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Sunday, March 16, 2014

The Bazzar walks by Let's Meet Up Tours.

The Bazzar walking tour....

19th century Calcutta had quite diverse sec­tors of retail trade. At the one extreme stood the exclusive shops of European tradesmen dealing in imported goods and fashionable bespoke orders. At the other were the 'informal' activities of itinerant hawkers and businessmen and the unorganized street bazaars which sprang up near residential areas. Between these were the privately owned market areas where individual stall­holders could rent space and the streets of stalls and shops, such as Old and New China Bazaar Streets.
Only in the last quarter of the century did Calcutta build a public (municipal) market, the Stuart Hogg Market or New Market.
The bazaar life of Calcutta has always been a prosperous one. A growing popu­lation with many distinct communities having their different food needs, clothing styles and lifestyles called into being diverse and busy markets.
1830: there were some 30 food markets in Calcutta but only two were for Europeans and the wealthy Bengali babus.

One was Dharamtolla Bazaar on Dharamtolla Street, owned by a wealthy Bengali native, and the other was the Tiretta Bazaar which had been started by a Venetian. Both were very old, having been established in   1794   and   1788    respectively.
In 1871 a municipal report stated: •The Dhurrumtollah Market is situated on the corner of Chowringhee and Dhurrumtollah Streets.

This market was full of cock­roaches and flies; refuse was thrown about and lay rotting in cesspools. There was no control over the quality and display of the meat and fish sold there. Charges were made that dis­eased cattle which had died in the fields were sold in the market. It was said that the conditions were such as to change any meat eater into a vege­tarian.
The health officer of the Calcutta Corporation felt that it was impossible to   enforce a   clean-up.   These were private markets; there was no public control. The Calcutta Corporation had established slaughterhouses for the sanitary killing of cattle, goats, pigs and fowl but could do nothing about how the produce was marketed. By the 1860s the European residents were up in arms about the spread of gastro-erteritis and intestinal disease in the city. They brought pressure on the Corporation about the markets but the private owners were reluctant to invest large sums in redesigning the markets and the Corporation lacked the power to interfere.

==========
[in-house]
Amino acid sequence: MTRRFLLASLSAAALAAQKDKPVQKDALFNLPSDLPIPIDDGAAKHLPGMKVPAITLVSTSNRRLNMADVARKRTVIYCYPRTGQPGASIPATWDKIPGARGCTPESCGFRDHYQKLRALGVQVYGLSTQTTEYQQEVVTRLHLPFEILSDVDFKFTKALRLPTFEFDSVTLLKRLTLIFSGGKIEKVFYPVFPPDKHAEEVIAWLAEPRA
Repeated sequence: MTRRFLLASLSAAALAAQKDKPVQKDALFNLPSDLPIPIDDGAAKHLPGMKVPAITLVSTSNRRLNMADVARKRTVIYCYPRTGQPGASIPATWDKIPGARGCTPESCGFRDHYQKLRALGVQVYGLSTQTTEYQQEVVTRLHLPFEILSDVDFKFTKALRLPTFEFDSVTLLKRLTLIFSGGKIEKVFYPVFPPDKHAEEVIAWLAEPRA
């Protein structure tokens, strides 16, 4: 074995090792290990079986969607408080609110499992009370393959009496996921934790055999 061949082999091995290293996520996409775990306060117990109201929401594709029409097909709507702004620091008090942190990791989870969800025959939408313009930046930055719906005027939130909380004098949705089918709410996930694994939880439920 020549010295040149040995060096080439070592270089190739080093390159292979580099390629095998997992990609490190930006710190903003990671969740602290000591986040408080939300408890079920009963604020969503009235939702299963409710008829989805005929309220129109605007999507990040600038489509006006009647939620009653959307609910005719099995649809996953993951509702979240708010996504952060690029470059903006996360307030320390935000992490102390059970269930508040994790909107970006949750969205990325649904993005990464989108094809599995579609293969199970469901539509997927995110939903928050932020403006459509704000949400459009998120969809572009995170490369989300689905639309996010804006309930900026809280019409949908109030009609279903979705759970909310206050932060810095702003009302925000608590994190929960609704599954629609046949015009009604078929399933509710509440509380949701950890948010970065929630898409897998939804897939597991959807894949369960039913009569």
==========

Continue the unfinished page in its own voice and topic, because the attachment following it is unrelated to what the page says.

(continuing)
Thus was born the concept of a municipal market, to be built and ad­ministered by the Corporation of Calcutta.



                                                 A fruit seller

   our Guest from U.K on a Bazzar walking tour

                                                women from the suburbs travel by local trains to sell their goods in these local markets and return back home.

                                                  Every Bengali kitchen has potatoes.... and pati lebu(lime)

 In Bengal people believe that chiles should never been put directly in another persons hand as you might buy a fight or quarrel with the person, rather put it in a basket or put it down for the other person to collect it.

                                                       Masala or Indian spices

                                               Tamarind is used in fish curry.

 During summers the locals prefer to eat a cucumber everyday. you will find hawkers selling cucumber on the sidewalks....especially in Dalhousie,new market,in front of schools and colleges and small street as well...."beat the heat with a Cucumber"

                         Chicken or Murgi is a sunday thing in most

 Bongs don't mind fish throughout the week.

                                        crabs crabs and crabs....

                          Jaggery or palm candy..used in cooking rice pudding (Payesh or kheer)

how to detect if it is a fresh fish...check the eyes if they are milky white its a fresh fish and if is yellowish then walk up to the other shop...

                             Tour expert Indu in the market...

                                   Brooms and brooms

To book a bazzar walk with us mail us at or call at 9051201818/1717visit our website

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